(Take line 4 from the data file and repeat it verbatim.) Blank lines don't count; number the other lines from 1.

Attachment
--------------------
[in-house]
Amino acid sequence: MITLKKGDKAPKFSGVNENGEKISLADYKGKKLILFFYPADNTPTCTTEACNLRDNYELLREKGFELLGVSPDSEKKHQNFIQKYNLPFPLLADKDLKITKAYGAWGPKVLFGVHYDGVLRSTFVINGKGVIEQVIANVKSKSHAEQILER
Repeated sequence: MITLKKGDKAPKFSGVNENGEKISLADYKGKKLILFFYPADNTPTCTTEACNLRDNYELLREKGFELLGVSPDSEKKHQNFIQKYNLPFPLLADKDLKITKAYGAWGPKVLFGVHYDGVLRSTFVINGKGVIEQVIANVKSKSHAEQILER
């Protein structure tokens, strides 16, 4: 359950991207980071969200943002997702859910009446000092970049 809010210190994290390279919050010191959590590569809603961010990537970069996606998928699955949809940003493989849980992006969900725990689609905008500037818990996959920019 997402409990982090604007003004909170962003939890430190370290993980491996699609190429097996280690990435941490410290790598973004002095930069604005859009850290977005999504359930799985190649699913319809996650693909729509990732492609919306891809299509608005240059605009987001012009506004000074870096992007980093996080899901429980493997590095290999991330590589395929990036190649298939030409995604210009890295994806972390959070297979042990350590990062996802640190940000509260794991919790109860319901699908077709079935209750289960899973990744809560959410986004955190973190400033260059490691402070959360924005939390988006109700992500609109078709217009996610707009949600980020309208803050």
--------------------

């Protein structure tokens, strides 16, 4: 359950991207980071969200943002997702859910009446000092970049 809010210190994290390279919050010191959590590569809603961010990537970069996606998928699955949809940003493989849980992006969900725990689609905008500037818990996959920019 997402409990982090604007003004909170962003939890430190370290993980491996699609190429097996280690990435941490410290790598973004002095930069604005859009850290977005999504359930799985190649699913319809996650693909729509990732492609919306891809299509608005240059605009987001012009506004000074870096992007980093996080899901429980493997590095290999991330590589395929990036190649298939030409995604210009890295994806972390959070297979042990350590990062996802640190940000509260794991919790109860319901699908077709079935209750289960899973990744809560959410986004955190973190400033260059490691402070959360924005939390988006109700992500609109078709217009996610707009949600980020309208803050």